Overall, we ended up spending a few rough nights at the hospital with Davy having to be given oxygen, medication and monitored by the medical team. We finally were discharged to go home on Monday. (Side note: Any one who invents an incredible couch/pull out bed that is better than the concrete blocks in hospitals disguised as a couch/pull out bed would be a millionaire.) 

Things could have been a lot worse than they were, but another hospital visit just seemed like getting kicked down again after finally getting ourselves up off the ground. The last few days I’ve just wanted to be mad, pout about it, and play the victim. However, as I was spending time with God after everything had happened, he impressed on my heart this truth.

We don’t have power to choose our circumstances, but we have the power to choose how to respond to them.

Victor Frankl – famous psychiatrist and Holocaust survivor – said this about the power of choice. “Between stimulus and response there is a space. In that space is our power to choose our response. In our response lies our growth and our freedom.”

Frankl is saying that in between our life circumstances and our response to these circumstances is a space, a momentary space where we get to decide how we are going to respond.

Y’all, God has given us the power to choose. We possess the power of choice in how we will respond to the circumstances of life.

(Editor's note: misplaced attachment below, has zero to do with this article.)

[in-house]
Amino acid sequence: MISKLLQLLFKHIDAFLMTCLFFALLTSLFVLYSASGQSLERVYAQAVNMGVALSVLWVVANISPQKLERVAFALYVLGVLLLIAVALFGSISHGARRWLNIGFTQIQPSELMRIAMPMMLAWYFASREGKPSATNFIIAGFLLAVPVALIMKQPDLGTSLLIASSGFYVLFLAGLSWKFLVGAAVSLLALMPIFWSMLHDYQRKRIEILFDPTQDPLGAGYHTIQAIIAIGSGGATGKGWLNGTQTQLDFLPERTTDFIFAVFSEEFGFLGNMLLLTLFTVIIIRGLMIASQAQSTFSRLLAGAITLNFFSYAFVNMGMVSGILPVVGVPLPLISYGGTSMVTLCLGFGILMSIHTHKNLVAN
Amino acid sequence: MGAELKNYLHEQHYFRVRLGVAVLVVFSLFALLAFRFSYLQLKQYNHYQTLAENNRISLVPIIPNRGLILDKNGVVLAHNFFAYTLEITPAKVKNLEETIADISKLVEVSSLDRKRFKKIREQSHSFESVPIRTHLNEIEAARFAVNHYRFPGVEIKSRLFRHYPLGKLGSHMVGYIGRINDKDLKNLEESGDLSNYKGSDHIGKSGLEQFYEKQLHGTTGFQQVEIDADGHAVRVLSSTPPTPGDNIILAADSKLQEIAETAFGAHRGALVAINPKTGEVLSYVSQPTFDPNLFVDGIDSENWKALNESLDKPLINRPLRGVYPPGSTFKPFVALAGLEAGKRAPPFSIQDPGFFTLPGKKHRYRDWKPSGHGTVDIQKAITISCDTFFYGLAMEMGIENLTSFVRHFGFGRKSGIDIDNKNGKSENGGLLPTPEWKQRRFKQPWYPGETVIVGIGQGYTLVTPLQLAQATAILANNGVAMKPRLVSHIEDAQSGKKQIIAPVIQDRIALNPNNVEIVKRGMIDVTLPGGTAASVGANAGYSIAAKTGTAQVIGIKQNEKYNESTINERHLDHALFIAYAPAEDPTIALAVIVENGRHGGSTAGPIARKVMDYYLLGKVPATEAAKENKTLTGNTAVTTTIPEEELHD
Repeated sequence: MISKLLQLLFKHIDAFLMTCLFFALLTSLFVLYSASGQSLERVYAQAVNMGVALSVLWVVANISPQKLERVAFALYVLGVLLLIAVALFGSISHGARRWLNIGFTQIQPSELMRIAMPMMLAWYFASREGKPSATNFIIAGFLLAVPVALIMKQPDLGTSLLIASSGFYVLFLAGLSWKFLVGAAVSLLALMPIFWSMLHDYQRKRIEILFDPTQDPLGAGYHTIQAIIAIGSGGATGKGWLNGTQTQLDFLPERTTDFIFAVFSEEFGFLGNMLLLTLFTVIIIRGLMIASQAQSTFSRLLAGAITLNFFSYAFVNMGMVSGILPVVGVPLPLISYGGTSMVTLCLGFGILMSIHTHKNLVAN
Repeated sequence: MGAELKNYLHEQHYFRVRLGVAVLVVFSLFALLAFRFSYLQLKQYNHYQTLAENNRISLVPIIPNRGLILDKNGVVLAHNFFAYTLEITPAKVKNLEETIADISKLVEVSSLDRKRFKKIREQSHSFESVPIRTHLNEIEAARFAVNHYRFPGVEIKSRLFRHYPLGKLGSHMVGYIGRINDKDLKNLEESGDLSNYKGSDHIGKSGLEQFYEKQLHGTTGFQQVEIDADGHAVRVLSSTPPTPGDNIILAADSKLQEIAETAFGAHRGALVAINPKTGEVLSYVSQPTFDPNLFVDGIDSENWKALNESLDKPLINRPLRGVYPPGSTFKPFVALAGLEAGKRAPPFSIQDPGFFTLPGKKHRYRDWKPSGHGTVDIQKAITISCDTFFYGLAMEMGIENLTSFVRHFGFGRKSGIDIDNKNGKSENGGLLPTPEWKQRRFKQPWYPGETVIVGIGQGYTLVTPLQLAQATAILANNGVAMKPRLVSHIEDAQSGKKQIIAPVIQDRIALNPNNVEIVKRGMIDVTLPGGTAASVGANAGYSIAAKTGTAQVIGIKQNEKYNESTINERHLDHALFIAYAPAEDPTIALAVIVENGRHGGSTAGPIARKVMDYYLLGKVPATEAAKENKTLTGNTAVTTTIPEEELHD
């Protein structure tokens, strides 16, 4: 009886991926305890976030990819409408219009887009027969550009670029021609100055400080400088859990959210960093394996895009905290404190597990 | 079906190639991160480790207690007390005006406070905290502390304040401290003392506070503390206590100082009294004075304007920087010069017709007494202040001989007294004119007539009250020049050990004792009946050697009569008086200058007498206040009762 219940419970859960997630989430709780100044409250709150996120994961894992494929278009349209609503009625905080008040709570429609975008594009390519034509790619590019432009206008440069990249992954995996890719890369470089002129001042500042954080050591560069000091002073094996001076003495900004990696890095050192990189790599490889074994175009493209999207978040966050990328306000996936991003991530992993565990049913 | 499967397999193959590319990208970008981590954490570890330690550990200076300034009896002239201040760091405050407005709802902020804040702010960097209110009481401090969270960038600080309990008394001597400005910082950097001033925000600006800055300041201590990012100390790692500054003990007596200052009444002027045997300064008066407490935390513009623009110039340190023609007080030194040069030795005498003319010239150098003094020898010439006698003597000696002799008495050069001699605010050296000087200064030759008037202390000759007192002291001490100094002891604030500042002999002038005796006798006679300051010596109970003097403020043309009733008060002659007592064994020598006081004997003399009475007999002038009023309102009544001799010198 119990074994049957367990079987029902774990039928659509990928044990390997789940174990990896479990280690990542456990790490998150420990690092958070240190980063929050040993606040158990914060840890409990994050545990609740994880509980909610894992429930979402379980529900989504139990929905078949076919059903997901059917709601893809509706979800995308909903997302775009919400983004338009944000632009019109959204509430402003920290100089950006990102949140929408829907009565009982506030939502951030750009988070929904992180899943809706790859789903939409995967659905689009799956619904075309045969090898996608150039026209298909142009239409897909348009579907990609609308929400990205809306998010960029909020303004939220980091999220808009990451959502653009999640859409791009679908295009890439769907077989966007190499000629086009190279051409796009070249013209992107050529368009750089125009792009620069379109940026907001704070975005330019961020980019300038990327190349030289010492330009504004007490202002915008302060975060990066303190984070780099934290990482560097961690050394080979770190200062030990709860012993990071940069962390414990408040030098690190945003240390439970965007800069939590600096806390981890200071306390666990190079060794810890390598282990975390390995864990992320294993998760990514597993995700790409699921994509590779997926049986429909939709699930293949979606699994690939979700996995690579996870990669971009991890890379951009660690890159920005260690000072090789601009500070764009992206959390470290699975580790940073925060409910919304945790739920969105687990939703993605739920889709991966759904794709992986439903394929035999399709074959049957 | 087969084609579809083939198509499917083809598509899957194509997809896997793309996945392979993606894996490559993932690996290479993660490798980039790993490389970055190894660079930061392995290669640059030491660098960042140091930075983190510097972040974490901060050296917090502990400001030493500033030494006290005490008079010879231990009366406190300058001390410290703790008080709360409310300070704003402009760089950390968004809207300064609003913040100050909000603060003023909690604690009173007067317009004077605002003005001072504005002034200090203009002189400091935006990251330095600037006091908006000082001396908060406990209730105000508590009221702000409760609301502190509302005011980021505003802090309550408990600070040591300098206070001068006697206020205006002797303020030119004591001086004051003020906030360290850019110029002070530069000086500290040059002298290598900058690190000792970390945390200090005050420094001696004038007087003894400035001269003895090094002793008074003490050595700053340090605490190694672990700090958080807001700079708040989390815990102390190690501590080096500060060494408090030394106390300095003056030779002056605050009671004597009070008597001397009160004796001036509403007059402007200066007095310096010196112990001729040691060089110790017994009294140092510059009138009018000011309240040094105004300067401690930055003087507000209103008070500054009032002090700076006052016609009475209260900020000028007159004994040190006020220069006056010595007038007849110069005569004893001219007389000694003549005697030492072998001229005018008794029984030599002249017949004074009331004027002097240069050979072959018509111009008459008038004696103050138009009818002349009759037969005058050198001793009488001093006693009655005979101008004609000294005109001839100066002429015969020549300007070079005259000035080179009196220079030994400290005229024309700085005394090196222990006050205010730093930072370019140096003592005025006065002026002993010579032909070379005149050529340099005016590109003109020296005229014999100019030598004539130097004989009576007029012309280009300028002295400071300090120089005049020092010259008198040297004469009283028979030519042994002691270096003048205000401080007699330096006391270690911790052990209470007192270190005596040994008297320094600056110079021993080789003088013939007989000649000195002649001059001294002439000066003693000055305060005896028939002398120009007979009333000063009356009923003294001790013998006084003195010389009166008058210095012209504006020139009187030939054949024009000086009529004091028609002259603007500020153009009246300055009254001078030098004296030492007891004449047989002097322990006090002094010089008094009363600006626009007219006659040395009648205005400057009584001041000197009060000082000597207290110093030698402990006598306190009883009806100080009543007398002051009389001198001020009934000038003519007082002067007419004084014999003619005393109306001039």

Every day you and I have to make choices.

We can choose to believe the lies we believe about ourselves – worthless, unlovable, ugly – or we can choose to believe the truths that God speaks over us – beloved, cherished, beautifully and wonderfully made (Zeph. 3:17, Ps. 139).

We can choose to believe lies that money, power, fame, relationships or sex will make us fulfilled or we can choose to believe the truth that only God will truly satisfy the deepest longings of our divinely crafted souls (Ps. 16:11).

We can choose to believe the lies that our trials are either meaningless or we can choose to believe the truth that our circumstance are working together for good, preparing us for an eternal weight of glory beyond all comparison and are absolutely meaningful (Rom. 8:28, 2 Cor. 4:17-18).

You have the power of choice and no one can take that away from you.

I realized that even though my 2016 didn’t start out how I desired there was a space that existed – a space where I had the power choose how I respond to this trial. Today, I choose joy, worship and thankfulness. Tomorrow the same space will exist and I will fight to make the same choices.

No matter how your 2015 ended or your 2016 began you have the same power – the power to choose. I’m praying that in your space – the space between stimulus and response – you will choose to trust the Word of our Heavenly Father, the new identity you have in Christ and the power you have through the Holy Spirit.

Cheers to 2016, a faithful God, the space in between and the power of choice.

One thought on “The Space in Between and the Power of Choice

Leave a Reply

Fill in your details below or click an icon to log in:

WordPress.com Logo

You are commenting using your WordPress.com account. Log Out / Change )

Twitter picture

You are commenting using your Twitter account. Log Out / Change )

Facebook photo

You are commenting using your Facebook account. Log Out / Change )

Google+ photo

You are commenting using your Google+ account. Log Out / Change )

Connecting to %s